SaveMuni is determined to do eveything possible to assure that municipal transportation capital priorities are prudently established and that capital funds are properly used on behalf of bringing Muni and San Francisco's other public transit services up to their full potential.  This means good operations, well-maintained vehicles, fast and convenient connections between routes and other transit systems and financial viability.  Whenever possible SaveMuni will work with like-minded civic, business, labor, environmental, neighborhood and governmental organizations to achieve these ends. Read more about SaveMuni


      18 Positive Steps to a better Muni 

Along with virtually Muni rider, we'd look forward to the day when Muni is consistently providing optimal service to its patrons and would-be patrons.  Here are 18 ways of getting to that point.  Read more here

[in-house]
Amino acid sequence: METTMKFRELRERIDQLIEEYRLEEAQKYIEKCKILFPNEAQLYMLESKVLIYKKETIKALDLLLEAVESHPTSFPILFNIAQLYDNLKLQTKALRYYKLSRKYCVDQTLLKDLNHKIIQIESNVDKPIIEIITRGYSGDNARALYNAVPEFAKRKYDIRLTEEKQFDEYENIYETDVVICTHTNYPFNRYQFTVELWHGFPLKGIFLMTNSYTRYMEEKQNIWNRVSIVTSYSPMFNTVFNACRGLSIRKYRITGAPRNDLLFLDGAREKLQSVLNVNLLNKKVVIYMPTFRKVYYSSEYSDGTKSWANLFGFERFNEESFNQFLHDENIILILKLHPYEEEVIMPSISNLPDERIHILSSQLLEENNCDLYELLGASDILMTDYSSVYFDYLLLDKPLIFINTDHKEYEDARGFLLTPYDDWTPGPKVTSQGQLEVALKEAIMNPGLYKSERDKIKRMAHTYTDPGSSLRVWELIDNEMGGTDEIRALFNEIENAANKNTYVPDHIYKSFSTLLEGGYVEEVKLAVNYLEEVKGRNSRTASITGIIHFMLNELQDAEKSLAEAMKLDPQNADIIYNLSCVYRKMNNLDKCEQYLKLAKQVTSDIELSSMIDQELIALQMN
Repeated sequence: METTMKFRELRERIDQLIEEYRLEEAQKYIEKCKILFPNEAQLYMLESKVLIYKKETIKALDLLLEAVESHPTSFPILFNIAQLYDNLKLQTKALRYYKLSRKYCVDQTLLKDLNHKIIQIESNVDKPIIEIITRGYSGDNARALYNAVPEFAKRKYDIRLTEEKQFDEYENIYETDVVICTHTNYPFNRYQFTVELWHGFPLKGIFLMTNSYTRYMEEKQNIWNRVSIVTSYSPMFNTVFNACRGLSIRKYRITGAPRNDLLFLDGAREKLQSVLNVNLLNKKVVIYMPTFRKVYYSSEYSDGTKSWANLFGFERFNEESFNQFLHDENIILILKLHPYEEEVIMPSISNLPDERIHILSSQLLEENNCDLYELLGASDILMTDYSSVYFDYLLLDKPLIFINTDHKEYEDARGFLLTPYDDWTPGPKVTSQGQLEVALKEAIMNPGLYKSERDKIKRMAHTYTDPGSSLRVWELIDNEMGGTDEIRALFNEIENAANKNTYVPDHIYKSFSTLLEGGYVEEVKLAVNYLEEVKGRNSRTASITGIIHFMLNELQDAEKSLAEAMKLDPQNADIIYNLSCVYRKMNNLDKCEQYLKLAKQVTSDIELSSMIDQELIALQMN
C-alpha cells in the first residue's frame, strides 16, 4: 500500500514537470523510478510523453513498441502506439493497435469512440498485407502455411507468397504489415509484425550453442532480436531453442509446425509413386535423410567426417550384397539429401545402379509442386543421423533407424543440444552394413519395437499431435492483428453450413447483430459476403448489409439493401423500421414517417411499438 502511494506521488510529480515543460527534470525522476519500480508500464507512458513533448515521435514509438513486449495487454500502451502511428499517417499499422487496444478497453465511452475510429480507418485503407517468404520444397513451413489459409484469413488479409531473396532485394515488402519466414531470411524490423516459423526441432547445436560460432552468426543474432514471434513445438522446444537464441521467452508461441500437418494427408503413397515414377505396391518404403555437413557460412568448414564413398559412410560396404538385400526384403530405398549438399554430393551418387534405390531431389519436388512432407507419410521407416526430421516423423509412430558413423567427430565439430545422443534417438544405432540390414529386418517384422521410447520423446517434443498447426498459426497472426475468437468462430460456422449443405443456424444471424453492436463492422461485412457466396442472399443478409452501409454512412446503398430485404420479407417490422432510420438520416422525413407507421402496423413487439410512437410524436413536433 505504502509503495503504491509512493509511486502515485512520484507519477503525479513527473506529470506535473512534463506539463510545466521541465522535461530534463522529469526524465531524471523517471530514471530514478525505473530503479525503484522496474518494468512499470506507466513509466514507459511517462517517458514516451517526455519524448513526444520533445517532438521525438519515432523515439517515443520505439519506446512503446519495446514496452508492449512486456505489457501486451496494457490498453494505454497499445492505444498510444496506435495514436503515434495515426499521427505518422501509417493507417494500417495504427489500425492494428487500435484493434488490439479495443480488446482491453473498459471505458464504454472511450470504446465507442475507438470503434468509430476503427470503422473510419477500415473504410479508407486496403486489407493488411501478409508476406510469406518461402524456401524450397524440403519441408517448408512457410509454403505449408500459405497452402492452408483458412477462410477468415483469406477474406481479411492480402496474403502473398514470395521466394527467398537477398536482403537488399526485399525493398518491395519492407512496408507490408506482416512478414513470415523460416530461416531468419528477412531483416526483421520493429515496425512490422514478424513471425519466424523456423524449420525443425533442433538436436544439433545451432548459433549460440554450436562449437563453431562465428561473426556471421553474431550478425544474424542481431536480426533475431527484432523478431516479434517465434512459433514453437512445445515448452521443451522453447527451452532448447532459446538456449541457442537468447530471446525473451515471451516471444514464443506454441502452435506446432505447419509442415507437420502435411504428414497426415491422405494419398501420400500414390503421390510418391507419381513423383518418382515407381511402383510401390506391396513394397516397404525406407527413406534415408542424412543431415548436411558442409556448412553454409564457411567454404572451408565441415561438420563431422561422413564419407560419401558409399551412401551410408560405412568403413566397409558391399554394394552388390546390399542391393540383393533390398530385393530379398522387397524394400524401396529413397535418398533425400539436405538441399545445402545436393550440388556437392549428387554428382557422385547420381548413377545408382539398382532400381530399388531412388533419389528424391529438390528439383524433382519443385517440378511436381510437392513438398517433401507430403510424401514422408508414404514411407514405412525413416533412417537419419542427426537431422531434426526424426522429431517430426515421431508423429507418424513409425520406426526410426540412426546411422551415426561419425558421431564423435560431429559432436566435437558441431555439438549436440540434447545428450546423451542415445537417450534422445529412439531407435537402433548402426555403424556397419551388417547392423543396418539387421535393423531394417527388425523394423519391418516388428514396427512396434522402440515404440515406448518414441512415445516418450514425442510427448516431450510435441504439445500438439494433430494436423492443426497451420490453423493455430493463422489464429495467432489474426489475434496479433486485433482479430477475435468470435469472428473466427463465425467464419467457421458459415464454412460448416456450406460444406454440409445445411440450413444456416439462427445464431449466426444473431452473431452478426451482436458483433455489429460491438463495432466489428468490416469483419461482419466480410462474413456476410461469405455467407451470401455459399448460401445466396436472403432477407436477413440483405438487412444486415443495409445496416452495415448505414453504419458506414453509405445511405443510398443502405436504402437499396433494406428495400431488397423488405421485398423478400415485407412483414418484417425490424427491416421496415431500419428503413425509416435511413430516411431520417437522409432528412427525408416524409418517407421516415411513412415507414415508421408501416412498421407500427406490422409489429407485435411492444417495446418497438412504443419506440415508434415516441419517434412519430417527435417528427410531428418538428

Why Muni Must get Better      

Unlike an outlying suburban area, San Francisco is a densely built-up city requiring a highly efficient public transit system. When Muni falters, the lives of its 700,000 daily riders and 60,000 reliant small businesses are immediately impacted.  Because of its fiscal and operational problems, Muni is currently unable to provide an adequate amount of reliable service to the riders of its 75 existing bus and rail lines. Until something changes, beleaguered Muni riders will continue to experience a system continually plagued by excessive delays, gaps in service, breakdowns and frequent over-crowding. 

Given these factors, there is an immediate need to change the SFMTA's current way of doing things. As indicated above, fixing the system will take street changes, operations and maintenance improvements, working rule changes and capital priority adjustments.  Here's a summary: